In 2012 Stanford University researchers modeled the infection risk and cost-effectiveness of TDF/FTC PrEP in the general population of US MSM 13 to 64 years old and in certain MSM subgroups.48 The basecase scenario set TDF/FTC PrEP efficacy at 44% -- the overall iPrEx result. Dispensing PrEP to 20% of US MSM would trim the new-infection rate by 13% and add 550,166 QALYs over 20 years at $172,091 per QALY gained. For high-risk MSM with an average of 5 partners per year, PrEP would cost only $50,000 per QALY gained, but prescribing PrEP to all high-risk US MSM for 20 years would balloon healthcare costs $75 billion over current outlays. If the daily cost of TDF/FTC dropped to $15 or PrEP efficacy lay above 75% (as it did in adherent iPrEx men), PrEP for the general US MSM population would cost less than $100,000 per QALY gained. One might formulate the following bottom line from all three studies: PrEP could prevent many HIV infections in US gay and bisexual men over the next decade or so, but it costs a lot and may not be cost-effective at current TDF/FTC prices and if PrEP has only moderate efficacy. But lower costs and higher efficacy -- including levels achieved by adherent men in iPrEx -- could make PrEP costeffective by current standards.
And who will pay for PrEP? Insurance companies will pay, iPrEx investigator Robert Grant affirmed in an interview in this issue. "The payers in the United States have decided not to require HIV testing results before paying for antiretroviral medications," he noted, "and they do realize this means they are paying for PrEP." Of course many people with the highest risk of HIV infection do not have insurance.
Years from now, healthcare providers and others in the know will look at TDF/FTC PrEP the way they look at zidovudine today -- as an esteemed bellwether that may retain some niche function. Drug developers and clinical investigators are already well along in refining and testing new PrEP agents they hope will be more protective, safer, and easier to take than a once-a-day TDF/FTC pill.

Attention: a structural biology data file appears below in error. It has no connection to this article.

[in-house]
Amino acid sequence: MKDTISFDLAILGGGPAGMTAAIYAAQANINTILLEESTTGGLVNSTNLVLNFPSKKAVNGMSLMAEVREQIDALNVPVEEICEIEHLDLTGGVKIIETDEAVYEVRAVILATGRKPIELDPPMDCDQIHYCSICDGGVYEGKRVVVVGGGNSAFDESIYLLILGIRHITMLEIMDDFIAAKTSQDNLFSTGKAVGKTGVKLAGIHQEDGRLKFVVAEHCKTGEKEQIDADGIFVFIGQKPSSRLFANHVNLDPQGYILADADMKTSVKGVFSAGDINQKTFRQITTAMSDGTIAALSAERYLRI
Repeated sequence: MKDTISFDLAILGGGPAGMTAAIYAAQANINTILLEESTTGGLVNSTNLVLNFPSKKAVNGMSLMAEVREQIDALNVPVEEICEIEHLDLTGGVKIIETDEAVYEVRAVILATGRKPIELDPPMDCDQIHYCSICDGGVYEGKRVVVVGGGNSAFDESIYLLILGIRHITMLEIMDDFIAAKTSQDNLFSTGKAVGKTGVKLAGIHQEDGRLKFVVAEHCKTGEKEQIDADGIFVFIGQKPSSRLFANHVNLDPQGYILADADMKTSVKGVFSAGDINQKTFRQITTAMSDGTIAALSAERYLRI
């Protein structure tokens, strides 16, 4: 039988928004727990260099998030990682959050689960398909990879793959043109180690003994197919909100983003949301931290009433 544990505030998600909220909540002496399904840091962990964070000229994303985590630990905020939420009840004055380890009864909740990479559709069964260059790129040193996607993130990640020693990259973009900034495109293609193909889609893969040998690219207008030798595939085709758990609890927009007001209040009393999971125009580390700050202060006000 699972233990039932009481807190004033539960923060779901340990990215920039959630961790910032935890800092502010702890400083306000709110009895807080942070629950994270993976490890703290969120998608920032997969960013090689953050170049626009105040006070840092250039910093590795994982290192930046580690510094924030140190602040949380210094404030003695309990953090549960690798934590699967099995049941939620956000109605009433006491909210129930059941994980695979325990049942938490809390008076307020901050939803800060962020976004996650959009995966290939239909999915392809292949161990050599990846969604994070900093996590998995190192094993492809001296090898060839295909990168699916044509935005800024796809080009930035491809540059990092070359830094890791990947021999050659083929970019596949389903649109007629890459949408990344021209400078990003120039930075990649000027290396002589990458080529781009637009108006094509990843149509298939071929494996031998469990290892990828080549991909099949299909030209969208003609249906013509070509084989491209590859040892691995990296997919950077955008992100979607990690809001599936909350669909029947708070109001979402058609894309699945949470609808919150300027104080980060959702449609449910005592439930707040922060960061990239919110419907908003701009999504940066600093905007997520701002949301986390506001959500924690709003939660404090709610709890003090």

So far future PrEP hopefuls fall into three (sometimes overlapping) groups -- current or investigational antiretrovirals with mechanisms different from TDF and FTC, longer-acting antiretrovirals that may be taken by mouth or injection, and longer-acting antiretrovirals suffused into vaginal rings (Figure 4).
|Figure 4. Three Options for Future PREP Agents|
Researchers are hard at work devising and testing PrEP agents that could improve on the activity, durability, and tolerability of TDF/FTC. (Pill and needle/syringe photos from Wikimedia Commons. Intravaginal ring photo from International Partnership for Microbicides.
Falling into the first category, the CCR5 antagonist maraviroc thwarts HIV infection at an earlier step in the viral replication cycle than reverse transcriptase inhibitors like TDF and FTC. NEXT-PrEP (HPTN 069) is a US double-blind placebo-controlled trial aiming to enroll 400 MSM and 200 heterosexual women to compare the 48-week safety and tolerability of daily maraviroc, maraviroc/FTC, maraviroc/TDF, and TDF/FTC.49
Nonnucleoside reverse transcriptase inhibitors are well known for their long half-lives, a property Janssen hopes to exploit in long-acting formulations of rilpivirine (TMC278LA) and dapivirine (TMC120). A study of a single intramuscular TMC278LA injection recorded high concentrations in plasma, genital tract fluid, and vaginal tissue of 27 HIV-negative women studied in London.50,51
A single 600-mg intramuscular injection of rilpivirine suspended in nanoparticles remained in circulation for 84 days in 10 HIV-negative women and 6 HIV-negative men tested by the same investigators.52 Vaginal tissue concentrations of rilpivirine were slightly lower than cervicovaginal fluid levels, but concentrations in male rectal tissue were higher than in rectal fluid. A phase 1/2 study of TMC278LA for PrEP ended early because of "additional safety information."53
Long-acting dapivirine is being studied both as a directly applied vaginal gel and in a vaginal ring, either alone54 or with maraviroc.55 Ideally, such rings could be inserted once a month, as contraceptive vaginal rings are today. In a double-blind placebocontrolled trial of a monthly dapivirine vaginal ring, 280 healthy, HIV-negative, sexually active women tolerated the ring well, and no serious safety concerns related to the ring arose.56 Two parallel phase 3 placebo-controlled trials of dapivirine are testing a once-monthly dapivirine ring in more than 5000 African women.57